Donald Trump might not be quite the hardcore climate change denier he pretended to be during the campaign. Or he might just be a guy who knows his audience.
Speaking with reporters and editors from the New York Times on Tuesday, the president-elect was asked whether he believes human activity is linked to climate change, according to tweets from the Times’ Mike Grynbaum, who was present. “I think there is some connectivity,” Trump replied. “Some, something. It depends on how much.”
For the record, the consensus among scientists who study climate change for a living is that human greenhouse gas emissions are “extremely likely to have been the dominant cause” of the unprecedented rise in global temperatures since the mid-20th century.
What exactly depends on how much connectivity there is, Trump apparently did not specify. Perhaps he meant his willingness to acknowledge humans’ impact on the climate, or to consider doing something about it as president. On that count, he was equally equivocal, indicating that he was worried about “how much [doing something about it] will cost our companies” and the effect on American competitiveness.
Again for the record: If Trump were to reject the need to mitigate climate change as president, he would become the only world leader to do so.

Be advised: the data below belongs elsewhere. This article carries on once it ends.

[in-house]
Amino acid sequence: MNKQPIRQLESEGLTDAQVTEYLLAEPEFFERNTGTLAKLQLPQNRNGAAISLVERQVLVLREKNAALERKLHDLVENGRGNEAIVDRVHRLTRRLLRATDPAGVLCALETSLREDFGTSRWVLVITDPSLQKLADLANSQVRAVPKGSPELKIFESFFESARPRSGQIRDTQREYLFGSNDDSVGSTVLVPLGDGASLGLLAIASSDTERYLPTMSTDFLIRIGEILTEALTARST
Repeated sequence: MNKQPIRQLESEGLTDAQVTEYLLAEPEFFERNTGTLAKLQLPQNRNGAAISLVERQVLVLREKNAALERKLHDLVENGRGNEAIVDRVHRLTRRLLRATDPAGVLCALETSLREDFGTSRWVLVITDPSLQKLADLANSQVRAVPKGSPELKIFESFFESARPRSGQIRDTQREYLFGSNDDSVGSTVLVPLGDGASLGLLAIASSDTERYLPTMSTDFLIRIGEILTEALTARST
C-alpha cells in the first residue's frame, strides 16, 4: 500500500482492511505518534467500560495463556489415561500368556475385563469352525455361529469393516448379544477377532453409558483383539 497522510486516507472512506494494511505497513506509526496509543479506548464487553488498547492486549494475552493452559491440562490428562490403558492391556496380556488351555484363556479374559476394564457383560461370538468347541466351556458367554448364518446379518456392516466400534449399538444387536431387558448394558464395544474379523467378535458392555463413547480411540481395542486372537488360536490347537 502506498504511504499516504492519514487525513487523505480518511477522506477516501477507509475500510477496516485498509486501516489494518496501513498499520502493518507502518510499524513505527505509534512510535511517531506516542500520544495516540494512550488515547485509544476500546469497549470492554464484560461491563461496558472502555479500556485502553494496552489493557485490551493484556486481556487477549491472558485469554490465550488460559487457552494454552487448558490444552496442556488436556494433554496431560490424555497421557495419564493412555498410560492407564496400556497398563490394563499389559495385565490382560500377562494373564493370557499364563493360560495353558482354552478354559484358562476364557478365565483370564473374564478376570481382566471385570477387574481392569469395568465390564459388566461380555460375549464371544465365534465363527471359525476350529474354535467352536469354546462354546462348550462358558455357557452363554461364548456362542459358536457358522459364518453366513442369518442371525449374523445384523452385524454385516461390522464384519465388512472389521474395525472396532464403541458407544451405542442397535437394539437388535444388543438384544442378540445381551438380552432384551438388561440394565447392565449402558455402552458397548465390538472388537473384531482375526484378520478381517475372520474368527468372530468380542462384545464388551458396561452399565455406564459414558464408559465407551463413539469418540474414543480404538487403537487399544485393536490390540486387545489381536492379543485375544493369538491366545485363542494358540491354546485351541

Trump’s remarks appeared to mark a pivot from his stance on climate change during the campaign, when he said he would “cancel” the Paris Agreement if elected. Once more, for the record: Trump doesn’t have the power to “cancel” a multinational agreement. He could decline to honor the United States’ commitments.
On Tuesday, he took a softer line on the treaty, saying only, “I’m looking at it very closely. I have an open mind to it.”
Trump in the past has referred to climate change as a “hoax” created “by and for the Chinese to make U.S. manufacturing non-competitive.” He later said that was a “joke,” though he has a long record of similar comments, including telling CNN in 2015, “I don’t believe in climate change.”
Does this mean Trump has changed his mind about the climate, as he appears to have done about prosecuting Hillary Clinton? That would be too strong a reading of his vague remarks, in which he was careful not to say anything that he could be held to.
Environmentalists looking for slivers of hope might point to a 2009 letter from business leaders to President Obama, calling for urgent action on climate change. Trump was among the signatories.
Unfortunately, when you’re dealing with a leader who seems to hold almost no firm principles on any issues, the safest bet is to look at the records of those he appoints to his administration. Trump’s presumptive Environmental Protection Agency pick, Myron Ebell, has made his name as a climate change naysayer, so any optimism as to Trump’s policies should probably be kept in check.
The best we can say at this point is that the president-elect does not appear devoted to actively denying the existence of climate change, and that it is not yet a foregone conclusion that he’ll abandon the Paris Agreement.
Happy Thanksgiving, environmentalists.